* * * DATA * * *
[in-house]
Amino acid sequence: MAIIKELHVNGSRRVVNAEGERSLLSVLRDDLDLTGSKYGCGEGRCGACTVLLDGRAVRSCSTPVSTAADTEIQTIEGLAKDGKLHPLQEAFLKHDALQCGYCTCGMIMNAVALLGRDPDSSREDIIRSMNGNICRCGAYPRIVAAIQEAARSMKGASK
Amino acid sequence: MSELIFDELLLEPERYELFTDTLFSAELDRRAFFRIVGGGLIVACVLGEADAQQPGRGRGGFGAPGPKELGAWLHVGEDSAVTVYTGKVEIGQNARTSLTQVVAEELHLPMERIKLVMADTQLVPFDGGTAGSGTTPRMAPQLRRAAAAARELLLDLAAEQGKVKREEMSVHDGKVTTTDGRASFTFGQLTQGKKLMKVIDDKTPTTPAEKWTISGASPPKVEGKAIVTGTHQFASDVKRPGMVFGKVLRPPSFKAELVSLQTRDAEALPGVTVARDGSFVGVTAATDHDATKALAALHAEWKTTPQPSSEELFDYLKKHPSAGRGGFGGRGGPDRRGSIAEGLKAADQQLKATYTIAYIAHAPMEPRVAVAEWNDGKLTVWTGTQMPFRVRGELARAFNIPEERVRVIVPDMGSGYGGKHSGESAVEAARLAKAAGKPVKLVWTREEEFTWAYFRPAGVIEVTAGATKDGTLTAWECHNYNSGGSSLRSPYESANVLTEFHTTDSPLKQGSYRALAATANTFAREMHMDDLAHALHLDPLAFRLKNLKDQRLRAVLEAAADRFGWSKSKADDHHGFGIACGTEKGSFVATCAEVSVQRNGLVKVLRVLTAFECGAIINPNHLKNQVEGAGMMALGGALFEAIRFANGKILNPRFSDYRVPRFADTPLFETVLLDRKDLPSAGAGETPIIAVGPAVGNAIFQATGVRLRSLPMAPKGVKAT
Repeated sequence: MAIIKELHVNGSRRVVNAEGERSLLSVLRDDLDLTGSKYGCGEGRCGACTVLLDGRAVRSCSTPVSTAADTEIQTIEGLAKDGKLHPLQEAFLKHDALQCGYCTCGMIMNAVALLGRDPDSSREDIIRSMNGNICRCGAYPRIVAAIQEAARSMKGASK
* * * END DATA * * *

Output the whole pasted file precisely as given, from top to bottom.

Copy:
[in-house]
Amino acid sequence: MAIIKELHVNGSRRVVNAEGERSLLSVLRDDLDLTGSKYGCGEGRCGACTVLLDGRAVRSCSTPVSTAADTEIQTIEGLAKDGKLHPLQEAFLKHDALQCGYCTCGMIMNAVALLGRDPDSSREDIIRSMNGNICRCGAYPRIVAAIQEAARSMKGASK
Amino acid sequence: MSELIFDELLLEPERYELFTDTLFSAELDRRAFFRIVGGGLIVACVLGEADAQQPGRGRGGFGAPGPKELGAWLHVGEDSAVTVYTGKVEIGQNARTSLTQVVAEELHLPMERIKLVMADTQLVPFDGGTAGSGTTPRMAPQLRRAAAAARELLLDLAAEQGKVKREEMSVHDGKVTTTDGRASFTFGQLTQGKKLMKVIDDKTPTTPAEKWTISGASPPKVEGKAIVTGTHQFASDVKRPGMVFGKVLRPPSFKAELVSLQTRDAEALPGVTVARDGSFVGVTAATDHDATKALAALHAEWKTTPQPSSEELFDYLKKHPSAGRGGFGGRGGPDRRGSIAEGLKAADQQLKATYTIAYIAHAPMEPRVAVAEWNDGKLTVWTGTQMPFRVRGELARAFNIPEERVRVIVPDMGSGYGGKHSGESAVEAARLAKAAGKPVKLVWTREEEFTWAYFRPAGVIEVTAGATKDGTLTAWECHNYNSGGSSLRSPYESANVLTEFHTTDSPLKQGSYRALAATANTFAREMHMDDLAHALHLDPLAFRLKNLKDQRLRAVLEAAADRFGWSKSKADDHHGFGIACGTEKGSFVATCAEVSVQRNGLVKVLRVLTAFECGAIINPNHLKNQVEGAGMMALGGALFEAIRFANGKILNPRFSDYRVPRFADTPLFETVLLDRKDLPSAGAGETPIIAVGPAVGNAIFQATGVRLRSLPMAPKGVKAT
Repeated sequence: MAIIKELHVNGSRRVVNAEGERSLLSVLRDDLDLTGSKYGCGEGRCGACTVLLDGRAVRSCSTPVSTAADTEIQTIEGLAKDGKLHPLQEAFLKHDALQCGYCTCGMIMNAVALLGRDPDSSREDIIRSMNGNICRCGAYPRIVAAIQEAARSMKGASK